Black 90s Sitcom photo collage

The Diaspora of Black People Through 90’s Sitcoms: A Required Curriculum for Karens

We are all sick to death of hearing Black people referred to as suspicious, intimidating or threatening, for no other reason than being Black. Walking. Jogging. Driving. Asleep. Unarmed. Just Black.

With the litany of Black 90’s sitcoms, representing the full spectrum of Black life, there really is no excuse for the willful ignorance that causes people to negatively profile and stereotype us.  So, for anyone that didn’t tune in to ABC, NBC, WB, CW, or UPN for an education on Black people, below is a crash course on what you obviously missed.

Black People are Educated:

The Cosby Show – a groundbreaking portrayal of the Huxtables. Dr. Heathcliff and his wife Clair, a successful trial lawyer raising five intelligent, independent thinking children in an affluent Brooklyn brownstone was the #1 show on NBC for eight seasons.

A Different World – a spinoff of The Cosby Show, was must see TV, as the resilient and creative Denise Huxtable navigated college life at her parent’s all Black alma mater.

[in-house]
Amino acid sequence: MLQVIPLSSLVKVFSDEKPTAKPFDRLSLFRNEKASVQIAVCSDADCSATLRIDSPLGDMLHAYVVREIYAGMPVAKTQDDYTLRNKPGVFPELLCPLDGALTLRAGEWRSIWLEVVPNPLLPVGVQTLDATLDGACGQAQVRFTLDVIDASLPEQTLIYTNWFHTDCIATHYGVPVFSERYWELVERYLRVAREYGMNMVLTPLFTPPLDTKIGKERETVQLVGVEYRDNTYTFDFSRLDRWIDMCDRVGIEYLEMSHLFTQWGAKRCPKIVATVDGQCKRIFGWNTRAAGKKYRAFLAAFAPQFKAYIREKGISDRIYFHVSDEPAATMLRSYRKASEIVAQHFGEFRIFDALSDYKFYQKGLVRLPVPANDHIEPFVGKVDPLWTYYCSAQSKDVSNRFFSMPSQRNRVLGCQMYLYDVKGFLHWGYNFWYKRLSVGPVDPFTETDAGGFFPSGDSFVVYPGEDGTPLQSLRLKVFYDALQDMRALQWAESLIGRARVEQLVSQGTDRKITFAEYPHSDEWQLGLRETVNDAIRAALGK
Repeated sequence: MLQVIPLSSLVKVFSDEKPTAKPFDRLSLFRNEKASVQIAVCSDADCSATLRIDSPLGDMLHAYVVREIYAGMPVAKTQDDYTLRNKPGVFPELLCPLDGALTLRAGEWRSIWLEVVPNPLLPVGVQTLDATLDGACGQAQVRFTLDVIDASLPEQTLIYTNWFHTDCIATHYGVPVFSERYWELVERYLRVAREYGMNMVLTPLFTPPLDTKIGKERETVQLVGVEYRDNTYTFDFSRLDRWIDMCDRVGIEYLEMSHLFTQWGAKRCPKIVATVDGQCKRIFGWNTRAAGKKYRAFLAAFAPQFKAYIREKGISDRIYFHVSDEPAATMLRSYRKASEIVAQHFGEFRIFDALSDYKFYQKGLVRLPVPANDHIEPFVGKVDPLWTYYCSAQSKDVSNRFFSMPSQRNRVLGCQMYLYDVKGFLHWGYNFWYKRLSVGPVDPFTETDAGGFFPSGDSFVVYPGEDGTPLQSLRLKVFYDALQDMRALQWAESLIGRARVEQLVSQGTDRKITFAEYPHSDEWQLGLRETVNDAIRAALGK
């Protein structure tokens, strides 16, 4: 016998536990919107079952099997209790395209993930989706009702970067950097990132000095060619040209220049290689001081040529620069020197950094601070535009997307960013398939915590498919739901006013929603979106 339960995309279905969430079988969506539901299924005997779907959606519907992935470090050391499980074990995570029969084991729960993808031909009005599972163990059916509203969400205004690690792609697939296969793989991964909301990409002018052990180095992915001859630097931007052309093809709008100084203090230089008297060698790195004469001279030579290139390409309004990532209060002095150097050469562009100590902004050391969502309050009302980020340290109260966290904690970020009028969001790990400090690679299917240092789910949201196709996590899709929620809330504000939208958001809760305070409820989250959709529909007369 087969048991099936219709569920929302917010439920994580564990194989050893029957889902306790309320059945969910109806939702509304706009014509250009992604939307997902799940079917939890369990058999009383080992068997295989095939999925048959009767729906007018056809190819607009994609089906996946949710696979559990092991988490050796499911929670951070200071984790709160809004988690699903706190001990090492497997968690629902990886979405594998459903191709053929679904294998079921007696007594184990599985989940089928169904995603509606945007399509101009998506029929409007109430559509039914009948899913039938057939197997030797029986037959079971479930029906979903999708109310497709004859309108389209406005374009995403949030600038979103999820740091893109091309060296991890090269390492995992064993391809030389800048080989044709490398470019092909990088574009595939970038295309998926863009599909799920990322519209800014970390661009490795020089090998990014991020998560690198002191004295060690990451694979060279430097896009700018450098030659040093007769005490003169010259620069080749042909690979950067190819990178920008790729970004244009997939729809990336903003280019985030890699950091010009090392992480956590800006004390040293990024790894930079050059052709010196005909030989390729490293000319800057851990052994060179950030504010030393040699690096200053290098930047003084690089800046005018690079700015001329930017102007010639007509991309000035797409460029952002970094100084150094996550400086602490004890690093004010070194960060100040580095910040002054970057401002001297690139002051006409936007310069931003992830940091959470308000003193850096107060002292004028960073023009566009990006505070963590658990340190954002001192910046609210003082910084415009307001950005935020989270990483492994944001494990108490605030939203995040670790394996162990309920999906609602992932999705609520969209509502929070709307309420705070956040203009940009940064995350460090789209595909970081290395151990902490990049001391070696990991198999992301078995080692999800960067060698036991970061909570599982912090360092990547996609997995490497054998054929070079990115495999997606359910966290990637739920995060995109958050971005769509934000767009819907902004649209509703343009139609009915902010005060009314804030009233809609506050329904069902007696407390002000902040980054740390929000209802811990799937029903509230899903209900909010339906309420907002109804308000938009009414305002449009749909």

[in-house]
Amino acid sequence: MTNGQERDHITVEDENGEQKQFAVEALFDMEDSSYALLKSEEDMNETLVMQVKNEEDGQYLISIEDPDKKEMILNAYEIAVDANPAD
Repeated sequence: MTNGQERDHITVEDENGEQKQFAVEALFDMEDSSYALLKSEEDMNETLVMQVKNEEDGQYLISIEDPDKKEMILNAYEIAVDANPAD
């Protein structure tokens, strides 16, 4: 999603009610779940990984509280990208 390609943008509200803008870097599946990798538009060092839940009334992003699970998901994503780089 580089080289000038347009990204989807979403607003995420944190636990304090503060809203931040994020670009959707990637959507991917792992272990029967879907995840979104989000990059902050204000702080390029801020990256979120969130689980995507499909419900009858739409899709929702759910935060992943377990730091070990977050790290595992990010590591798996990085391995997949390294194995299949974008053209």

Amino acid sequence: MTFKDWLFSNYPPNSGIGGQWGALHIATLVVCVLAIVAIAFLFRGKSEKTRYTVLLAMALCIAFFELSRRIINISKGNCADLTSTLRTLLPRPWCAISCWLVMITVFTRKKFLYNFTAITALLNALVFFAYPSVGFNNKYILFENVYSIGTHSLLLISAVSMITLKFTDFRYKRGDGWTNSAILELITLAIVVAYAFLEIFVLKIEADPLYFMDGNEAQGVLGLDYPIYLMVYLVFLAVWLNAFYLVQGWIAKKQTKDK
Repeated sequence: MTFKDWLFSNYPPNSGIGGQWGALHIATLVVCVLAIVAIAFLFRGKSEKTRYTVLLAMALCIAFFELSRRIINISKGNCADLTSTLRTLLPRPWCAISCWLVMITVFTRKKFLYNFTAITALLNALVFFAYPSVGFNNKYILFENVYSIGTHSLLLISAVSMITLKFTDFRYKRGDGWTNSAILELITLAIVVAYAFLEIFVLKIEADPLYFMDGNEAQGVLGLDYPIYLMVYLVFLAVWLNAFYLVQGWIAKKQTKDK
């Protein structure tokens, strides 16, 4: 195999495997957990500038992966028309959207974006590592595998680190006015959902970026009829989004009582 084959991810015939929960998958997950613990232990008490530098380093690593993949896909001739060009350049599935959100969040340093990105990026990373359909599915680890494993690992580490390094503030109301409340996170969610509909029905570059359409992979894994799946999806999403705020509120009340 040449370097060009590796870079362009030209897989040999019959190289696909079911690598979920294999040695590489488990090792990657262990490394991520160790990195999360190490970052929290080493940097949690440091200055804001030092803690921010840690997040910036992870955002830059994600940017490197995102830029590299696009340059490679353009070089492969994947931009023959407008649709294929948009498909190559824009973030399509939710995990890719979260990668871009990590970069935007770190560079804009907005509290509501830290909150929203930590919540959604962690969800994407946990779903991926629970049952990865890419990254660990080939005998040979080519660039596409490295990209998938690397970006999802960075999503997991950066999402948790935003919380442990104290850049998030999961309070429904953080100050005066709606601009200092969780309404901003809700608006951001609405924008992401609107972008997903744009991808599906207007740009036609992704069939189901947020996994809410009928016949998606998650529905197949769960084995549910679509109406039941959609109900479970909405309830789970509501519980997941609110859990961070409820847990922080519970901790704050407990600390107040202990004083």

Hangin’ with Mr. Cooper – stand-up comic Mark Curry illustrated the strong and caring character of an ex-professional basketball player who returns to coach and teach at his former high school.

The Steve Harvey Show – before he was a game show host, Steve Harvey starred as musician and music teacher Steve Hightower, a pragmatic yet sensitive mentor to inner city students.

Black People Have Strong Family Values:

The Fresh Prince of Bel Air – made clean cut rapper Will Smith a household name. Will, the Fresh Prince, was welcomed with open arms by the wealthy and sophisticated Banks family, his aunt and uncle’s Bel Air brood, and raised as one of their own.

Sister, Sister – before their talk show stints as adults, Tia and Tamera Mowry starred as twin sisters separated at birth and adopted by different families. Although strangers, the patient and loving adoptive parents agree to cohabitate for the emotional benefit of the sisters.